The Obama Nation: We’re All Racists Now

By Peter B. Gemma
Volume 23, Number 2 (Winter 2013)
Issue theme: "Moving forward"

Book Review:
No Matter What...They’ll Call This Book Racist
How Our Fear of Talking Honestly About Race Hurts Us All
By Harry Stein
Encounter Books, 2012
240 pp., $23.99 HB

Pundit William DuBose believed he had the subliminal racism message in the 2012 election all figured out early on. “In dealing with the conservative [i.e., Republican] party, it is time to call a spade a spade [huh?]. Recent ads are laced with racist undertones, indicating a fateful return to dog-whistle politics and exposing the unfortunate nature of those persuadable dogs.” He cited this example of sleight-of-hand bigotry: “Mitt Romney’s latest ad charges the president with ‘gutting’ the welfare work requirements championed by Bill Clinton in his 1996 welfare reform initiative. Taken at face value, the ad is simply a distorted misrepresentation of an Obama policy choice. When you peel back the layers of this onion, though, you begin to smell a distinctive stench …The message is clear—Barack Obama is taking away work restrictions so that lazy African-Americans can live high on the hog while these good people work for a living.”1

In an interview about her new book, Mugged: Racial Demagoguery from the Seventies to Obama, Anne Coulter noted that, “whenever the Democrats are in trouble, they accuse Republicans of ‘racism.’ For decades, the Left has been putting on a play with themselves as heroes in an ongoing civil rights movement—which they were mostly absent from at the time. Long after pervasive racial discrimination ended, they kept pretending America was being run by the Klan and that liberals were black America’s only protectors. The Obama candidacy allowed liberals to engage in self-righteousness about race and get a hard-core Leftie in the White House at the same time.”2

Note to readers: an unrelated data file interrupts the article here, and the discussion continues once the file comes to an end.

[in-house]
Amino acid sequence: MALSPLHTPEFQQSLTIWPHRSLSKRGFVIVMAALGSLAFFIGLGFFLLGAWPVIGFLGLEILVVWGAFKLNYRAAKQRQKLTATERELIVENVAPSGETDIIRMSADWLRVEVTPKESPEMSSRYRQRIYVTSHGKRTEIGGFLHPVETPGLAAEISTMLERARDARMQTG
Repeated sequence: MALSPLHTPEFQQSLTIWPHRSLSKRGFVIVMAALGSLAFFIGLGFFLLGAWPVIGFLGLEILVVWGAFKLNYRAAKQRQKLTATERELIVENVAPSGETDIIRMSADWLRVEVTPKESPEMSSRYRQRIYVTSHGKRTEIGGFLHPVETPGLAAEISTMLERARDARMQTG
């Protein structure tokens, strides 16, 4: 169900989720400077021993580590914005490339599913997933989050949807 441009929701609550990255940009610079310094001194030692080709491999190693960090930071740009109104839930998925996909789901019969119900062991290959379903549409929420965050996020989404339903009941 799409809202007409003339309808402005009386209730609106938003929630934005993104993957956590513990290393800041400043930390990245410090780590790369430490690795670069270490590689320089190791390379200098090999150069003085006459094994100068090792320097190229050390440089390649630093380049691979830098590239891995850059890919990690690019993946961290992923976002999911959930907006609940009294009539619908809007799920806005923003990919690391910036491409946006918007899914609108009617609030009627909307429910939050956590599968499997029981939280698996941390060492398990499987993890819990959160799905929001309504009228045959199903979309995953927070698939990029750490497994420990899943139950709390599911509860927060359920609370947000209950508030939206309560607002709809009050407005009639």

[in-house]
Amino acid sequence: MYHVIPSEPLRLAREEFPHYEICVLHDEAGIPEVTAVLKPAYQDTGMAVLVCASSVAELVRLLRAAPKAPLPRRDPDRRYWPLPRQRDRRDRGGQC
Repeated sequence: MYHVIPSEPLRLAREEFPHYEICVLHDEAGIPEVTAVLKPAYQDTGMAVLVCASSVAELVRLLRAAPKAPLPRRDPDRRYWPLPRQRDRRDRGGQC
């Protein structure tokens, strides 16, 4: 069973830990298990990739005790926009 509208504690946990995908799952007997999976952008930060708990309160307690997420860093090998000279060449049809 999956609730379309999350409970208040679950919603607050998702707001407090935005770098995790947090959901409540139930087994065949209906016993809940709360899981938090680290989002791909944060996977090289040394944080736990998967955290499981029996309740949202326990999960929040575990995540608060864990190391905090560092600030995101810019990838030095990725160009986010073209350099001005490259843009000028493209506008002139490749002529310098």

In a column subtly entitled “Mitt Romney the Race Baiter at the NAACP,” left-wing Daily Beast columnist Michael Tomasky accused the Republican nominee of being “a spineless, disingenuous, supercilious, race-mongering pyromaniac who is very poorly intentioned” because he used the word Obamacare, a term which he says is “a heavily loaded word” among minorities.3

To balance out race-baiting finger-pointing by the hypocritical Left, Harry Stein’s book, No Matter What … They’ll Call This Book Racist, had to be written. One caveat right up front however: this volume is a knee-jerk reaction to liberals who eagerly toss around the slur “racist” whenever it helps deflect conservative opinions. Stein’s (and Coulter’s) sectarian shoving match over who is less racist — an amorphous term these days — won’t enlighten Republicans or Democrats. But that’s a discussion beyond this book review. What Harry Stein does is address is what’s of immediate concern: the stereotypes of “white racism” and “black victims.” The author believes that talking aloud about racial profiling, crime, and the social impact of single parent families (67 percent of black children are reared in single parent homes4) puts the exploitation of race issues out in the open , and re-defines the pathologies of urban black culture. He leaves little room for guilt trips over past oppression policies (real and perceived) or anecdotal evidence of whatever racism may exist in certain circumstances.